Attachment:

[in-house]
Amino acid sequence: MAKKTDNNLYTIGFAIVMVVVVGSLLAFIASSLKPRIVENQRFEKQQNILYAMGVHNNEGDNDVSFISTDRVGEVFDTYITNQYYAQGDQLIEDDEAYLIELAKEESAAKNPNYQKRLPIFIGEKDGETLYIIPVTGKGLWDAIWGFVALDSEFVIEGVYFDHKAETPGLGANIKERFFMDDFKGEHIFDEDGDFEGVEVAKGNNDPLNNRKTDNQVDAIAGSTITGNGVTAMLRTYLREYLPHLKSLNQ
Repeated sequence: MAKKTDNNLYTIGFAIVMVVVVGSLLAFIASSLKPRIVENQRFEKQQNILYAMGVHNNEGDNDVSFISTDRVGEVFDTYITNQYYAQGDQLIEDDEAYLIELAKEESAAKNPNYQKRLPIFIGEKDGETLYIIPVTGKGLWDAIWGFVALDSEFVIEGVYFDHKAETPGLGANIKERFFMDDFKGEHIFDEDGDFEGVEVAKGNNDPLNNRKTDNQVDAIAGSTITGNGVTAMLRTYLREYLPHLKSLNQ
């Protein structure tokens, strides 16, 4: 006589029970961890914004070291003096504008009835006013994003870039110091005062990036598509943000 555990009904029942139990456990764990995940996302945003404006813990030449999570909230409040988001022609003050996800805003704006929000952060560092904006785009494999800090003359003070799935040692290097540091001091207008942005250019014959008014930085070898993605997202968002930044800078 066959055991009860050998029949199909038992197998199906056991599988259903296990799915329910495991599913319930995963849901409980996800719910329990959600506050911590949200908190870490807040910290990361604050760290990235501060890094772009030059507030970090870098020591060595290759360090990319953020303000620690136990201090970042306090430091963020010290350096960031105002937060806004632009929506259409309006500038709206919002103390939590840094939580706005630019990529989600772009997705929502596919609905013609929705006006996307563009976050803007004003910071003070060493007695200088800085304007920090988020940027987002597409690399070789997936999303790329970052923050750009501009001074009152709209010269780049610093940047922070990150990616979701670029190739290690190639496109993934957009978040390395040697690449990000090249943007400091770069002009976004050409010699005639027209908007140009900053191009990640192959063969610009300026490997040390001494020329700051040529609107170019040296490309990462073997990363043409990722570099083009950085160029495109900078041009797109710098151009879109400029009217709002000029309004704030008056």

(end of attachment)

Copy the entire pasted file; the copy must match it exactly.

[in-house]
Amino acid sequence: MAKKTDNNLYTIGFAIVMVVVVGSLLAFIASSLKPRIVENQRFEKQQNILYAMGVHNNEGDNDVSFISTDRVGEVFDTYITNQYYAQGDQLIEDDEAYLIELAKEESAAKNPNYQKRLPIFIGEKDGETLYIIPVTGKGLWDAIWGFVALDSEFVIEGVYFDHKAETPGLGANIKERFFMDDFKGEHIFDEDGDFEGVEVAKGNNDPLNNRKTDNQVDAIAGSTITGNGVTAMLRTYLREYLPHLKSLNQ
Repeated sequence: MAKKTDNNLYTIGFAIVMVVVVGSLLAFIASSLKPRIVENQRFEKQQNILYAMGVHNNEGDNDVSFISTDRVGEVFDTYITNQYYAQGDQLIEDDEAYLIELAKEESAAKNPNYQKRLPIFIGEKDGETLYIIPVTGKGLWDAIWGFVALDSEFVIEGVYFDHKAETPGLGANIKERFFMDDFKGEHIFDEDGDFEGVEVAKGNNDPLNNRKTDNQVDAIAGSTITGNGVTAMLRTYLREYLPHLKSLNQ
């Protein structure tokens, strides 16, 4: 006589029970961890914004070291003096504008009835006013994003870039110091005062990036598509943000 555990009904029942139990456990764990995940996302945003404006813990030449999570909230409040988001022609003050996800805003704006929000952060560092904006785009494999800090003359003070799935040692290097540091001091207008942005250019014959008014930085070898993605997202968002930044800078 066959055991009860050998029949199909038992197998199906056991599988259903296990799915329910495991599913319930995963849901409980996800719910329990959600506050911590949200908190870490807040910290990361604050760290990235501060890094772009030059507030970090870098020591060595290759360090990319953020303000620690136990201090970042306090430091963020010290350096960031105002937060806004632009929506259409309006500038709206919002103390939590840094939580706005630019990529989600772009997705929502596919609905013609929705006006996307563009976050803007004003910071003070060493007695200088800085304007920090988020940027987002597409690399070789997936999303790329970052923050750009501009001074009152709209010269780049610093940047922070990150990616979701670029190739290690190639496109993934957009978040390395040697690449990000090249943007400091770069002009976004050409010699005639027209908007140009900053191009990640192959063969610009300026490997040390001494020329700051040529609107170019040296490309990462073997990363043409990722570099083009950085160029495109900078041009797109710098151009879109400029009217709002000029309004704030008056």